Posted August 3, 2011 by Esslinger Staff
What makes us so sure, when people are continually predicting the demise of the time-keeping device thanks to smartphones and other technology? Industry innovations combined with recent consumer trends give us hope:
Everywhere you look, you see watchmakers and companies stepping up to the challenge of technology. Tag Heuer is answering the call of technology with their LINK smartphone.
But watchmakers aren’t just changing to become smartphone designers, they’re innovating and making something entirely different: the smart watch.
Enter the WIMM Wearable Platform. Designed by WIMM Labs and iPhone manufacturer Foxxconn, this Android-powered module is the beginning of the “micro app”. The WIMM is intended to be an integral part of our technology world, a tiny screen you use many times a day for various sort of information delivered in small pieces.
The platform will be able to run multiple micro apps at once, allowing you to use it to tell time, deliver weather updates, become a remote control for your camera, and a plethora of more apps. The 1″ x 1″ interface is a versatile touchscreen, and the internal board comes with features like wi-fi, bluetooth 2.1 EDR, GPS, an accelerometer, magnetometer, vibrator, speaker, and up to 32GB of microSD memory.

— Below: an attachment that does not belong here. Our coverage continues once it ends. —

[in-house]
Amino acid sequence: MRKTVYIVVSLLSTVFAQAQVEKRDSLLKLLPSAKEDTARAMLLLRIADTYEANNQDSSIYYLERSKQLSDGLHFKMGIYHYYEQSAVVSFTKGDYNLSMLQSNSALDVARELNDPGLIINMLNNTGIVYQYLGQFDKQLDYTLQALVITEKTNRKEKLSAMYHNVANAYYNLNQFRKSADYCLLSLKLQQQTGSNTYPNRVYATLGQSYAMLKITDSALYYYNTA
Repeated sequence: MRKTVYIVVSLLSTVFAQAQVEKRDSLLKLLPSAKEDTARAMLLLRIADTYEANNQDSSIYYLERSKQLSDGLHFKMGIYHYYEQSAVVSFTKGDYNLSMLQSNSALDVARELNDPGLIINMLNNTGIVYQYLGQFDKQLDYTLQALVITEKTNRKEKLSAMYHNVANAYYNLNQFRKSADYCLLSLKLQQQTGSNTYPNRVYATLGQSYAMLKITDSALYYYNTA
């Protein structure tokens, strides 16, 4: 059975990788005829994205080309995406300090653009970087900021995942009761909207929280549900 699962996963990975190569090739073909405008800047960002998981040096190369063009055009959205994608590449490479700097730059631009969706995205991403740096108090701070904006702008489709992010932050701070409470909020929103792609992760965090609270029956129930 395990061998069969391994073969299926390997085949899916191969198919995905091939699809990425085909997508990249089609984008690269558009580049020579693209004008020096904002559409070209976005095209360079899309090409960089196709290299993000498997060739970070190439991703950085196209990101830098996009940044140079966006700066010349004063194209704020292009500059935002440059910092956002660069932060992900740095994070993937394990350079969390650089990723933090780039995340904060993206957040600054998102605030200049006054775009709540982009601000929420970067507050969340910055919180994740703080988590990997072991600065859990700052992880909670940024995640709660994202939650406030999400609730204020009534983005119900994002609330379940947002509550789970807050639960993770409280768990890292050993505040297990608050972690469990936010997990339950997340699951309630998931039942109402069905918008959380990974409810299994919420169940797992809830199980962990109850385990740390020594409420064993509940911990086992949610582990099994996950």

With so many capabilities the usefulness of the WIMM is nearly limitless, especially when you stop to realize that the screen is transflective TFT. But what does that mean? To sum it up, when the apps aren’t being used, the screen goes into passive mode, removing the back lighting/touchscreen features and becoming a regular watch interface. When the apps are in use, the back light and the touchscreen become active, allowing you to use all the cool features with a long battery life.
To learn more about the WIMM platform and it’s many features, check out this article.
And if even that wasn’t enough to give you hope for the watch industry, you could always just look at the numbers.
According to this New York Times article, young people are rediscovering watches. And it sounds like watches might just be the new status symbol of wealth and good taste. Take a look at the evidence:
“After plunging 35 percent in 2008, and another 13 percent in 2009, sales of moderately priced watches (between $150 and $1,000) have rebounded and are up 15 percent for the last three months, compared with the same period last year, according to Fred Levin, the president of LGI Network, a market research company that tracks the industry.
Luxury watches are faring even better. Sales of timepieces priced between $10,000 and $25,000 — Ferraris of the forearm — are up 33 percent.
The Swatch Group, the largest watchmaker in the world, is scrambling to add factory capacity after net profits rose 42 percent last year (the company, which owns Omega, Longines and a more than a dozen other brands besides Swatch, is also a dominant supplier of movements for other brands). Fossil Inc., which manufactures a jaunty mall-friendly line of watches under the Fossil brand, as well as licensed watches for design labels like Burberry and DKNY, saw its global watch sales shoot up 44.4 percent in the first quarter, after sliding 1.8 percent as recently as 2009.”
How’s that for some good news? To read more about watches & jewelry, check out the rest of our blog.